One of the most heartbreaking things at the Sanctuary is when we welcome a new cat in because their owner has died, or gone into care, or just abandoned them.
For a cat who has had the experience of “their” human, to find themselves in a shelter full of other smells and noises and no familiar comforting human presence has to be difficult indeed. And many cats will react badly at the City Shelter, and end up coming to the Sanctuary where we can give them more space and time to adjust. This is particularly true for the older cats. And since we are now in kitten season, potential adopters tend to look first at the younger felines.
Sometimes cats will reconcile themselves more quickly when they come in as a pair. Shaggy and his late buddy Spicer, Wink and his late buddy PomPom, Rufus and Fluff, and our newcomers, Frank and Jim all had a friend to snuggle with when they got scared, and a little mutual grooming goes a long way to ease the kitty blues. But for a cat who has been The Cat in its home, and who only knows its human, it’s a very hard adjustment to make.
Krissy came to us in 2015 when she lost her owner, and for most of her first year with us she remained in her cage, hiding behind a drape. All the coaxing and patience of staff and Kitty Comforters was no consolation for being without Her Person. It’s really only in this last year that Krissy has not only started being more active around the courtyard, but also approaching people and looking for attention. And even so, she’s not bonded with anyone, so we wouldn’t consider adopting her out and putting her through another traumatic transition.
Debo came to us with his brother Santos when their owner went into care, and the two had an “I love you / I hate you” relationship with each other, insisting on adjacent seating in the Single-Wide. We lost Santos about a year ago, but Debo has actually adjusted pretty well. He is king of the main room now, having adopted both his own chair and that of Santos. Humans are welcome to sit in either chair – whereupon Debo will usually move over into the lap provided – but other cats are not appreciated.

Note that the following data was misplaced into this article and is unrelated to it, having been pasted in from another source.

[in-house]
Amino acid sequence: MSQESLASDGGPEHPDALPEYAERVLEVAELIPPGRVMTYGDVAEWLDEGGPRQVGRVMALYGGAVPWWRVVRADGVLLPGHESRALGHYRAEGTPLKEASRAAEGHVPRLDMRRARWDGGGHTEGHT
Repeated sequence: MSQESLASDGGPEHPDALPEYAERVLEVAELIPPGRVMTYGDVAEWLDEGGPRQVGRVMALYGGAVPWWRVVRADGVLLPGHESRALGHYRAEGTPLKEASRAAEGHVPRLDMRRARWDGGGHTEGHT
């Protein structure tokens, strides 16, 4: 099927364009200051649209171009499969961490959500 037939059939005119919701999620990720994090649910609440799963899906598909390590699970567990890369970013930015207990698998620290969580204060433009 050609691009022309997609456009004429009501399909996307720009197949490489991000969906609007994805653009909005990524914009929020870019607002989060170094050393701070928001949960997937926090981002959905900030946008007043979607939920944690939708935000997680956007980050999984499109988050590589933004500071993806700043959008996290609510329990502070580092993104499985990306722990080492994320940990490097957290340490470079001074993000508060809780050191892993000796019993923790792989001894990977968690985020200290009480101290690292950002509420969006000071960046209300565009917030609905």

Smokey also lost her owner. She had probably had little contact with anyone other than that one person, and the transition has been very hard on her (and on us!). Smokey is in the Moore House, though she’s not really an old cat – however, she is a very cranky cat, and the decision to place her there was made because the Moore House is so much quieter. In her first cage, a corner one, she retreated to a dark corner except to launch attacks on unwary volunteers coming to clean and feed her. She’s now been moved to a cage that’s more open; she has a place to hide, but she’s more aware of movement around her. Her cage is open – but she really prefers it closed. And her swearing leaves us in no doubt of her disapproval of humans in general – though the Saturday evening volunteer reports something of a truce.
Our latest senior orphan is ZeeZee, whose owner had to surrender him when caring for him became impossible from a wheelchair. ZeeZee needed as much care as his owner: medical issues and dental care are a fact of life for this lovely boy, who was immediately willing to interact with people. But there was a sadness to him – even when his cage was opened, he often returned to hide away in his cat-tree. He has now begun to acclimatize, he is now out and exploring the Hill House and the courtyard, and making friends with staff and volunteers – though he certainly doesn’t want to make nice with the other cats around just yet.
We can’t replace the people they’ve lost, but we can love them as much as they will allow, and hope that they will finally come to trust us.